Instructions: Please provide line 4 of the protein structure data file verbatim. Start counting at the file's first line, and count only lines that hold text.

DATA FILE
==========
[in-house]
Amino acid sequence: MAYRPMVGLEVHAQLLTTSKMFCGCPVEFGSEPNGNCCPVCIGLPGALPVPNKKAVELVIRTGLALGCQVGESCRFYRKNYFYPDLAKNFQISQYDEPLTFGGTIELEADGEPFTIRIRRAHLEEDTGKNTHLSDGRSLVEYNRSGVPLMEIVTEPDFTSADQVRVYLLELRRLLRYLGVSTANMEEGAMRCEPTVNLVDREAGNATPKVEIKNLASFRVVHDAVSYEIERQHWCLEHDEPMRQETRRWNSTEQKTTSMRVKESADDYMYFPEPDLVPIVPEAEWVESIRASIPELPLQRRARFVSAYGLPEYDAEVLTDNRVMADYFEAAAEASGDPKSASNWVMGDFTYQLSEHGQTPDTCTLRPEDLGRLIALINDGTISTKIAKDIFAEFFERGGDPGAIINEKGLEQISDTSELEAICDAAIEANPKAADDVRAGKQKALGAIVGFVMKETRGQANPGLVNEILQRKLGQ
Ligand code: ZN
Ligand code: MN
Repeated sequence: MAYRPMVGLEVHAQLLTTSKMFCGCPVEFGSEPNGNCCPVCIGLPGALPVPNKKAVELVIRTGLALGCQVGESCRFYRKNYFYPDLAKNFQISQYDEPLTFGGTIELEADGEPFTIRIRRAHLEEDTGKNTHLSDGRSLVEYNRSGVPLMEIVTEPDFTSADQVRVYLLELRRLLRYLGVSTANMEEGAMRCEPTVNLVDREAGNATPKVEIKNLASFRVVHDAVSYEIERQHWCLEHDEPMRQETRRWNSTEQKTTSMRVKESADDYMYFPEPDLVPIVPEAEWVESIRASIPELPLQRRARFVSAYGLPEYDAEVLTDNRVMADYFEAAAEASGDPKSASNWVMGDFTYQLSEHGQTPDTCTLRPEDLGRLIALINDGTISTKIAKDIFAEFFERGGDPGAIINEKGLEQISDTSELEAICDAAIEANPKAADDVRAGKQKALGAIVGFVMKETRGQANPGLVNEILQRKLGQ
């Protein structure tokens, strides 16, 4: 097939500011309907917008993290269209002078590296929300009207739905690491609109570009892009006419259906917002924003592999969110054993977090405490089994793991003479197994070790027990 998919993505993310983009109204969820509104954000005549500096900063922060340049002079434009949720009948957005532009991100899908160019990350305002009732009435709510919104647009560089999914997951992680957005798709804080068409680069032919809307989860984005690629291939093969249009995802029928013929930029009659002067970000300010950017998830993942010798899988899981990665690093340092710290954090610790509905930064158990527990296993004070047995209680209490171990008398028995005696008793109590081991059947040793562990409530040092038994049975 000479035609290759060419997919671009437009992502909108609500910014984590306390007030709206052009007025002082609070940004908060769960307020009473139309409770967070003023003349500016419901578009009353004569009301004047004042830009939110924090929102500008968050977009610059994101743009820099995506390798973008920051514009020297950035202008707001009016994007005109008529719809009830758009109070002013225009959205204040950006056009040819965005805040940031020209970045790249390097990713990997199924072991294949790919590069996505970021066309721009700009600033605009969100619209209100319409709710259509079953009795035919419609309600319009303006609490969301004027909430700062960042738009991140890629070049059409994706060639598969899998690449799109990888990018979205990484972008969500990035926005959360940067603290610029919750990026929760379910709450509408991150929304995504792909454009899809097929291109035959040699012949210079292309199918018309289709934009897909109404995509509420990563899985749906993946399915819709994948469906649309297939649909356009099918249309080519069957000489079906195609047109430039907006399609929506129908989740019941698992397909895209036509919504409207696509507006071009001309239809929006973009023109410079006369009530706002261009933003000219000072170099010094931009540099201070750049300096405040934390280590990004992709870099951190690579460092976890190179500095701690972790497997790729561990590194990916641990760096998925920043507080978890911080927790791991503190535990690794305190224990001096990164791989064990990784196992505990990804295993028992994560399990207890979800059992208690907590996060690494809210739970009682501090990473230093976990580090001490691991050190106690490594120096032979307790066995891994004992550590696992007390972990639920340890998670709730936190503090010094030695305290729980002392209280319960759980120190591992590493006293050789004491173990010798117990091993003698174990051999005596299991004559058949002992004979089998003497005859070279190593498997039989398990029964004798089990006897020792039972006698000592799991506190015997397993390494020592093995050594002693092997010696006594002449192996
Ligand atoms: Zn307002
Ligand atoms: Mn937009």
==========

Ligand code: MN